Arahbo is a commander, who ignores one of key premises of a format with a commander. You almost never want to cast him; he is more of a constant enchantment. He turns even feeble creatures in massive threats. A deck with Arahbo at its helm is very linear, aggressive and highly consistent. An unbanned Arahbo would diminish the diversity of aggrodecks in the format and therefore the cat is banned.
Baral, Chief of Compliance
Baral, Chief Compliance was the mono blue commander of choice for several years. His cheap converted mana cost, in combination with his discount effect, enabled him to combo early on with cards such as High Tide or Turnabout to generate a huge amount of mana and tempo. This allowed his player to either cast huge threats very early on in the game, or to chain several extra turns in a row.
Another problematic aspect of decks with Baral as their commander was that they performed well against most strategies. They not only had a decent blocker against aggro, but the high density of counterspells they ran also crushed midrange and disrupted combo very efficiently. On top of that, Baral's looting effect helped his player maintain an impactful hand for the duration of even the grindiest of games.
As a result, these decks did not have many weaknesses that could be exploited by their opponents: their manabases were hard to attack because they only ran basic lands; they could protect their game plan with permission spells; and they did both of those things while always having a cheap creature to play that also developed their game plan against every other deck.
Finally, since Baral only has a power of one and decks running him as a commander often were very light on threats, games featuring a Baral deck would often be frustrating and exceedingly long. This was also problematic in tournament settings, as events were sometimes significantly drawn out.
For these reasons, Baral, Chief of Compliance is banned as a commander in Archon.
Derevi, Empyrial Tactician
Derevi bypasses the Commander tax and lends herself to a rather easy opportunity to build oppressive stax-type decks, where her ability is used to circumvent the disadvantages for her player. This is problematic from a balancing and a fun perspective, therefore Derevi is banned as Commander in Archon.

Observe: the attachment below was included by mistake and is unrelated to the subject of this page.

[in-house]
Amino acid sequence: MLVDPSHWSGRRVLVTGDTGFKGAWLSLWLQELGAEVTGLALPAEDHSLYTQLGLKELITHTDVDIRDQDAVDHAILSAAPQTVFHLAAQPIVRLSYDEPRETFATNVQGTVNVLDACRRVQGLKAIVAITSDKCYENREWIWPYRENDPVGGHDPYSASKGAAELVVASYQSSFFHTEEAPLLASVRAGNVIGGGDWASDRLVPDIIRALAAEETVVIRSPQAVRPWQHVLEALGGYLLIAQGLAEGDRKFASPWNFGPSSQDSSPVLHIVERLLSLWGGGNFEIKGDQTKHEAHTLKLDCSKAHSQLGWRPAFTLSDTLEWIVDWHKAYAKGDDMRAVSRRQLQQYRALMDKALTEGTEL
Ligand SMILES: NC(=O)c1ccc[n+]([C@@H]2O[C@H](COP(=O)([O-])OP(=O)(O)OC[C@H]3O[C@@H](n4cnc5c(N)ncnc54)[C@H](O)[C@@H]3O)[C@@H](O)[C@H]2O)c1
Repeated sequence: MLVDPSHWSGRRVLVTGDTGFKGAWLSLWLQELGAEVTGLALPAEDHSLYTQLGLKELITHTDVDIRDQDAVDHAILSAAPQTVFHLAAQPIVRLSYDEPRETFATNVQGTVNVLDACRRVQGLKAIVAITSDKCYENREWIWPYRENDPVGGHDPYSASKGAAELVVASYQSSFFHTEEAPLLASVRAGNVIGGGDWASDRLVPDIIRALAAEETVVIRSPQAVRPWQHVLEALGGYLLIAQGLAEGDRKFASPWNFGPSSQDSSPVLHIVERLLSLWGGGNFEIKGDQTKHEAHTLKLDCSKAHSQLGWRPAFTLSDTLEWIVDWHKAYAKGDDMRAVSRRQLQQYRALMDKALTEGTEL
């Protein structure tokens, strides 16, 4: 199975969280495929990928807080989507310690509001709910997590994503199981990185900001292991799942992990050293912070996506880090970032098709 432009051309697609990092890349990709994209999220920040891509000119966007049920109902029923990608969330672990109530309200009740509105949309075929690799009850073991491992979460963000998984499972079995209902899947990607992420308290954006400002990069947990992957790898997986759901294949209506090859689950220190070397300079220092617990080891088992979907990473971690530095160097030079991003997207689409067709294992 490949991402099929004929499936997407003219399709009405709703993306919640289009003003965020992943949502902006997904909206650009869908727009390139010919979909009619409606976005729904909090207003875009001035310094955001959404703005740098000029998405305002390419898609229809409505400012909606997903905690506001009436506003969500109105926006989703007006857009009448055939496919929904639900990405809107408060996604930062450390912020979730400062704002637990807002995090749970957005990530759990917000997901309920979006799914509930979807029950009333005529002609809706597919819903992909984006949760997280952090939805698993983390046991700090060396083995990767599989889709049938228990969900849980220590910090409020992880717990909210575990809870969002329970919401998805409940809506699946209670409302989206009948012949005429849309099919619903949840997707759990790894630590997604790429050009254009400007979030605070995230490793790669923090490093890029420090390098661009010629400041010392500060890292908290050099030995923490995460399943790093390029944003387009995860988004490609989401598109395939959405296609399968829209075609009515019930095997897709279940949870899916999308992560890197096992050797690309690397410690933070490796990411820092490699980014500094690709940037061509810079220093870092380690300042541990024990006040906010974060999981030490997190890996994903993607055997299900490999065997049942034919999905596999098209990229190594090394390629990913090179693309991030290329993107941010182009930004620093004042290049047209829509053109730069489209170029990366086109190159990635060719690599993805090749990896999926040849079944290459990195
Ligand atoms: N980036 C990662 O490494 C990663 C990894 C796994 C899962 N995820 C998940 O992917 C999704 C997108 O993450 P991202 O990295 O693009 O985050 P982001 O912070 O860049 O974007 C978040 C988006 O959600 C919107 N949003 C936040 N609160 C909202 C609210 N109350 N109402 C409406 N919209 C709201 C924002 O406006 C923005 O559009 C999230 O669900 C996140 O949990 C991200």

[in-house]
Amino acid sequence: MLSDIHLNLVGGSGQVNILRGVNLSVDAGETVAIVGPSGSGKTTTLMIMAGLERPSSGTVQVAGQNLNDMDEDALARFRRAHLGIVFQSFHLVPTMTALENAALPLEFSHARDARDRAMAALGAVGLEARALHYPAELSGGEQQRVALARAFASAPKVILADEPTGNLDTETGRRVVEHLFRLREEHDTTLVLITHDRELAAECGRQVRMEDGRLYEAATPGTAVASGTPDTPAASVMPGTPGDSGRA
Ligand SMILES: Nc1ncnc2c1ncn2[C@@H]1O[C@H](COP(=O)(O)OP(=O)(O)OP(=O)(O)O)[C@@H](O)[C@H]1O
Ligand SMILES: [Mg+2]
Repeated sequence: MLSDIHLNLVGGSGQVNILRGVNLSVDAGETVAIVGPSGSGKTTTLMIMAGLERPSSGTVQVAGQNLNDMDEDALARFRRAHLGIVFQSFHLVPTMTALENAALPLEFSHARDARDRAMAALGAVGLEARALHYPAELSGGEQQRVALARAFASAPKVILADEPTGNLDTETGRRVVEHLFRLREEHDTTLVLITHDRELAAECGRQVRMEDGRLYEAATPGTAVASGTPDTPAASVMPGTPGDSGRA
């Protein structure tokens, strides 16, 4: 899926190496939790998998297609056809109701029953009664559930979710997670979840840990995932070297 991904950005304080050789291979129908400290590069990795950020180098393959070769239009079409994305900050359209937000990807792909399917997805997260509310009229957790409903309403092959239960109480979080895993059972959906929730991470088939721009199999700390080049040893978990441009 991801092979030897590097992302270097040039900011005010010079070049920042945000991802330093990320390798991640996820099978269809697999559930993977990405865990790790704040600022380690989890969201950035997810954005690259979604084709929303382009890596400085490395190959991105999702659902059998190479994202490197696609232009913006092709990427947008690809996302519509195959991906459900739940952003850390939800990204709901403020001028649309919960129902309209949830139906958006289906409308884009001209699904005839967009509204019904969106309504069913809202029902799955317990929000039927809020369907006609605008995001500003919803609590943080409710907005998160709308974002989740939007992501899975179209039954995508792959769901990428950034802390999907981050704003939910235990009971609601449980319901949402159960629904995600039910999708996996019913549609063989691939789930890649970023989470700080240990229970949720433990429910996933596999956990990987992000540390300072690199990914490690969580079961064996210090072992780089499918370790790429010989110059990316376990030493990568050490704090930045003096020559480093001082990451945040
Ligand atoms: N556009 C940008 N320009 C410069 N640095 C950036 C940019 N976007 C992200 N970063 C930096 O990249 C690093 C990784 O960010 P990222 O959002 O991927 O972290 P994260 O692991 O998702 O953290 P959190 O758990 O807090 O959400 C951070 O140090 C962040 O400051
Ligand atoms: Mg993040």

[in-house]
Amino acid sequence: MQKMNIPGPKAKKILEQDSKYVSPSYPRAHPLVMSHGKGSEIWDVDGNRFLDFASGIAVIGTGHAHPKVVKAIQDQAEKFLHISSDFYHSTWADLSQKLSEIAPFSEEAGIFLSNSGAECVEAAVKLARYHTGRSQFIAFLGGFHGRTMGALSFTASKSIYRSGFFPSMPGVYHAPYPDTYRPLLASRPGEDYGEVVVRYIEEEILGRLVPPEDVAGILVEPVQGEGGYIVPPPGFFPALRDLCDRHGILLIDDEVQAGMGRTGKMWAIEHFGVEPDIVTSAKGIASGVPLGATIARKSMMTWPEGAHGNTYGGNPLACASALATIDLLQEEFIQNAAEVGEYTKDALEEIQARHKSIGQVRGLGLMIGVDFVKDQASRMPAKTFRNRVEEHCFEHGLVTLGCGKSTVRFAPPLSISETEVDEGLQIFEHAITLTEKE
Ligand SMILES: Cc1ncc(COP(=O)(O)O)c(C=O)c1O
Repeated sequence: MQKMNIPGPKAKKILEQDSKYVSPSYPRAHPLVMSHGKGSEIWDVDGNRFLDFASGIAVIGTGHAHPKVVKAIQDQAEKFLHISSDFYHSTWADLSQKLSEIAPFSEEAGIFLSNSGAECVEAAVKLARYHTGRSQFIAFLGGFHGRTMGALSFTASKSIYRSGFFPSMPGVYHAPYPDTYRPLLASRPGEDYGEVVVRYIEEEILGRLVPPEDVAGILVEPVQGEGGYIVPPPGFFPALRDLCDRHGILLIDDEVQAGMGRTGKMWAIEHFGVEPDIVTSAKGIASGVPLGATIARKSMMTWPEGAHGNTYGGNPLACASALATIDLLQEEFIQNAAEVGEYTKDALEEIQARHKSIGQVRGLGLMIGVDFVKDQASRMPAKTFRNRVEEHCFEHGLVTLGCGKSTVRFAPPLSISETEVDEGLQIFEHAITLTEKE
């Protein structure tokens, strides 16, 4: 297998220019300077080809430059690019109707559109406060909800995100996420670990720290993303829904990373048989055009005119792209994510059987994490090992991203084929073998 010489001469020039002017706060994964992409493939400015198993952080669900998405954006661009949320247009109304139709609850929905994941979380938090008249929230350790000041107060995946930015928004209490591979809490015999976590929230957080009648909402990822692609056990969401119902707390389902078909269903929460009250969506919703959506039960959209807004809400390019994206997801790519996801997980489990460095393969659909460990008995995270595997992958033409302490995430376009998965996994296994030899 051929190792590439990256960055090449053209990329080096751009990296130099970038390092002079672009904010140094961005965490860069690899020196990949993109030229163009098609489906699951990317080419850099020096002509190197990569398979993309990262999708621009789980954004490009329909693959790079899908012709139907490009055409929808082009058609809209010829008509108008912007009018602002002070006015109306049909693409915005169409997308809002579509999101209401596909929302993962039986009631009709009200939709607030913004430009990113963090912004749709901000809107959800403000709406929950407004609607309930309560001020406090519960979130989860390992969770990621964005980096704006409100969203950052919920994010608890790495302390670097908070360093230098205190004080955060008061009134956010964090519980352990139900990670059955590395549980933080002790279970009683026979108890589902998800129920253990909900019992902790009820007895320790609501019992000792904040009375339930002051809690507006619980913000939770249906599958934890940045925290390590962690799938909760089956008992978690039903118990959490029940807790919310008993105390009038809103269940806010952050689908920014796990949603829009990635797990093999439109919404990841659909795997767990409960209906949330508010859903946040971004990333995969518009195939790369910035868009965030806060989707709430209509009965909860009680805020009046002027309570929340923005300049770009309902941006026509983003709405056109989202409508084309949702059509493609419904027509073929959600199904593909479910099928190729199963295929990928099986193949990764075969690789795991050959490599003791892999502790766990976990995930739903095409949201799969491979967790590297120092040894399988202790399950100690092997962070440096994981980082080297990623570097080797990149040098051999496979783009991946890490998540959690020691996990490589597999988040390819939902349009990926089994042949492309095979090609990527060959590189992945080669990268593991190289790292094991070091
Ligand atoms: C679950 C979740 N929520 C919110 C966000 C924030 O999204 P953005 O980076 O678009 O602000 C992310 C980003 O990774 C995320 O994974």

Edric, Spymaster of Trest
Out of all the cards originally designed for multiplayer, Edric, Spymaster of Trest is probably one of the worst offenders, as the fun politics component of getting your opponents to attack each other turns into a cheap and uncapped card advantage engine in 1v1 games.
Decks built around Edric usually included a massive amount of creatures with evasion, resulting in the ability to draw multiple cards once Edric was in play—which often happened as early as turn three. Blue and green are also perfect colours for protecting Edric once he hits the board, and only control decks filled with removal and board wipes could realistically keep him from going over the top. This breaks one of the fundamental rules of Archon, since the deck was impossible to be interacted with in a meaningful way for a majority of strategies.
To prevent the format from warping around a very powerful deck, Edric, Spymaster of Trest is banned as a commander in Archon.
Like Arahbo, Edgar has a passive ability which can’t be negated. Each vampire becomes a two for one - with no way for interaction. Edgar Markov would lead to a less diverse metagame and poses the active threat of pushing control strategies out of the meta. Therfor he is banned as Commander in Archon.
Emry, Lurker of the Loch
Emry, Lurker of the Loch was printed in Throne of Eldraine, a set infamous for having many powerful and format-warping cards — like Oko, Thief of Crowns and Once Upon a Time — which were banned in many other formats.
While WotC does not use non-evergreen keyword abilities for non-core sets, Emry basically has affinity for artifacts.This means that she often only costs one blue mana to cast, as decks playing her as the commander run a high density of cheap artifacts. This cost reduction also affects the commander tax, which makes her player able to still cast her for little mana even if she keeps getting removed over the duration of a game.
Her ability to recur artifacts from the graveyard also makes it difficult for the opponent to permanently deal with problematic artifacts like Winter Orb, and it also allows the Emry player to grind games by recurring cheap artifacts for value. She also enables a large amount of infinite combos that, being artifact-based, can be easily tutored up in a blue deck.
For cheating on commander tax and for the high redundancy and consistency of the decks she was played in, Emry, Lurker of the Loch is banned as a commander in Archon.
Geist of Saint Traft
While Geist of Saint Traft is not the only commander that possesses it, he is undoubtedly the cheapest and most powerful commander with the infamous hexproof keyword. That in itself deprives the opponent of the most common way to deal with threats in the format—targeted removal—thus encouraging a rather toxic lack of interactivity.
Additionally, his second ability makes him a fantastic attacker and provides his controller with a very powerful win condition, as the Geist is a threatening clock that can be enhanced even further thanks to various potent auras and equipments — like Steel of the Godhead and Umezawa's Jitte — due to the protection the aforementioned keyword offers.